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Is the government strangling the new economy? by James Glassman
- Date: Mon, 10 Apr 2000 01:47:23 -0400
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- Subject: FC: Is the government strangling the new economy? by James Glassman
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"Is Government Strangling The New Economy?"
from the Wall Street Journal, April 6, 2000
by James K. Glassman, of the American Enterprise Institute and
It's not hard to understand why Microsoft's stock price plummeted in the
wake of Monday's unfavorable court ruling, but what explains the decline
of the other high-tech companies that dominate the Nasdaq Stock Market?
Just look at Microsoft's competitors, the companies that were supposed to
benefit from the federal government's lawsuit. Scott McNealy, CEO of Sun
Microsystems and one of the most aggressive Microsoft antagonists, was
gloating in a press release Monday after Judge Thomas Penfield Jackson's
ruling. But Sun's stock dropped $3.75 that day. America Online owns
Netscape Communications, whose complaint touched off the federal suit.
AOL stock fell 7% in two days. RealNetworks, cited by Judge Jackson as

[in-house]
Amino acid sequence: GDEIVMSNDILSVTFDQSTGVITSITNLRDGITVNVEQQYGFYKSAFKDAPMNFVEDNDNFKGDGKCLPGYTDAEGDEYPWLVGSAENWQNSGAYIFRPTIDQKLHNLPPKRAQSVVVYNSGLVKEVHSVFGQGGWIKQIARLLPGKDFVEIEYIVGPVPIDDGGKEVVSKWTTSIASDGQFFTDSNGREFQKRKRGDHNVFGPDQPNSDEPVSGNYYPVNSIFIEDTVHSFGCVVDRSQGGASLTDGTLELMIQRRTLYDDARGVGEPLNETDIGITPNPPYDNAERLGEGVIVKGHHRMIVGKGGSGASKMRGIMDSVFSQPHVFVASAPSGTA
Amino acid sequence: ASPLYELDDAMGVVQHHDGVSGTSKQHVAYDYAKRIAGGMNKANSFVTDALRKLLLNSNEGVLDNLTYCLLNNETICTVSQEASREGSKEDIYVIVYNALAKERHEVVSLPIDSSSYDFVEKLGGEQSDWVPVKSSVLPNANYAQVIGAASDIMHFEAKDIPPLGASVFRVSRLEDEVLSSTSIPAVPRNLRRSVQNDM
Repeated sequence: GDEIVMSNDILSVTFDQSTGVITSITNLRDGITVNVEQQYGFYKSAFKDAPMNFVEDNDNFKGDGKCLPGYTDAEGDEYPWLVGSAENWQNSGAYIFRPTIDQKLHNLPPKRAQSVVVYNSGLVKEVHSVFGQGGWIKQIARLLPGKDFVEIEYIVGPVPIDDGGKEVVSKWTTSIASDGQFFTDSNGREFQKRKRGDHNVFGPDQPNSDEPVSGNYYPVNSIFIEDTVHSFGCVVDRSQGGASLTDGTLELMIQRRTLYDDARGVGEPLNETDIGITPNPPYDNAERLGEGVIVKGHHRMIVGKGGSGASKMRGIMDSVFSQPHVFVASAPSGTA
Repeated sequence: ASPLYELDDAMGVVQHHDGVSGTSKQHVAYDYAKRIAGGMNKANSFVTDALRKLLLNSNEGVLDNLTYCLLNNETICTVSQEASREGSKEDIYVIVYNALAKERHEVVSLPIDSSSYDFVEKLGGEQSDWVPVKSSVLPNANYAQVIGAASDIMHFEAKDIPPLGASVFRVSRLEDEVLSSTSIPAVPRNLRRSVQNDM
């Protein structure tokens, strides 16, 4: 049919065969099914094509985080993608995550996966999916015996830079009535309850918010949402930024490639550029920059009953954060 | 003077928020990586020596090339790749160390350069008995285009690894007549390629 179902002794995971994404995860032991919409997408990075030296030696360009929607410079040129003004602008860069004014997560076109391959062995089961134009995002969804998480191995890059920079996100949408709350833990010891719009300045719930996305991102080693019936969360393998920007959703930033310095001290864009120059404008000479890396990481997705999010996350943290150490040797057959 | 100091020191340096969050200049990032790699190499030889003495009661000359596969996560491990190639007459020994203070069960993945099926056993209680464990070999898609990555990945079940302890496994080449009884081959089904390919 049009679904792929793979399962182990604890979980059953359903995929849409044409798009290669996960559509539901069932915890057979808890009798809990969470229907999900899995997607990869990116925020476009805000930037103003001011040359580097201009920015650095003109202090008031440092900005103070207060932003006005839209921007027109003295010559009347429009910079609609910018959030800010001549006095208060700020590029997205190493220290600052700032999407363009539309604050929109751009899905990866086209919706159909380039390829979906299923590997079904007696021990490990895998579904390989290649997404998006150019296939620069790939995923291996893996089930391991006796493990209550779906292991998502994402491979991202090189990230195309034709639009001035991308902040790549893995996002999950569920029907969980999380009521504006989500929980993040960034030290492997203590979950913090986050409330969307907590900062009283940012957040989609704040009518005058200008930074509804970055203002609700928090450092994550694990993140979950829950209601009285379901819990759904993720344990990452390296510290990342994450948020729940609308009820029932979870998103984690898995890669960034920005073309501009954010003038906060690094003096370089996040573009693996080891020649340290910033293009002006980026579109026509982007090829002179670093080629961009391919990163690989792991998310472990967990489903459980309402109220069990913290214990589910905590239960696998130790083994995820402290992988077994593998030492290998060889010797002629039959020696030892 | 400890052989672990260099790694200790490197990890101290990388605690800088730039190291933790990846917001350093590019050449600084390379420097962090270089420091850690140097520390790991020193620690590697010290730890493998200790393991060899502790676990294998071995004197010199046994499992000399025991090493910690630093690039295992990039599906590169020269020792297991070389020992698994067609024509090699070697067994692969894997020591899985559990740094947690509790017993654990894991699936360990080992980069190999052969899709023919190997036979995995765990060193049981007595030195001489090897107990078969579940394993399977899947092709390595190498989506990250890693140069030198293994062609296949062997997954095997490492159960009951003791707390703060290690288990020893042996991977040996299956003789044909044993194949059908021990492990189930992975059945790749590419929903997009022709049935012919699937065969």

suffering from Microsoft's "oppressive thumb on the scale of competitive
fortune," was down 13%. Two makers of operating systems that compete with
Microsoft's -- Red Hat Software and Apple Computer -- also dropped.
The rout in Nasdaq stocks -- which only began to bounce back a little
Wednesday -- has been broad and deep. The breakdown of settlement talks
in the Microsoft case was only the catalyst. What investors are realizing
is that the environment that helped produce the high-tech boom -- low
regulation, low taxes, minimal government intervention and a low level of
corporate rent-seeking -- is changing profoundly.
In the past, no one told the entrepreneurs in the garages of Silicon
Valley what products to invent, how to sell them, what prices to charge or
what deals to offer. Now, the new economy is beginning to look more like
the old -- an environment in which the winners are not necessarily the
companies that please customers the most but the companies that do best at
keeping government at bay -- or, better yet, at using government to thwart
competitors. Stock prices are falling because the risks to real
innovators are rising.
The pundits continue to argue that tech stocks are in a "bubble." They
said the same thing a year ago, when the Nasdaq was 40% lower than today
-- not to mention five years ago, when it was 80% lower. By this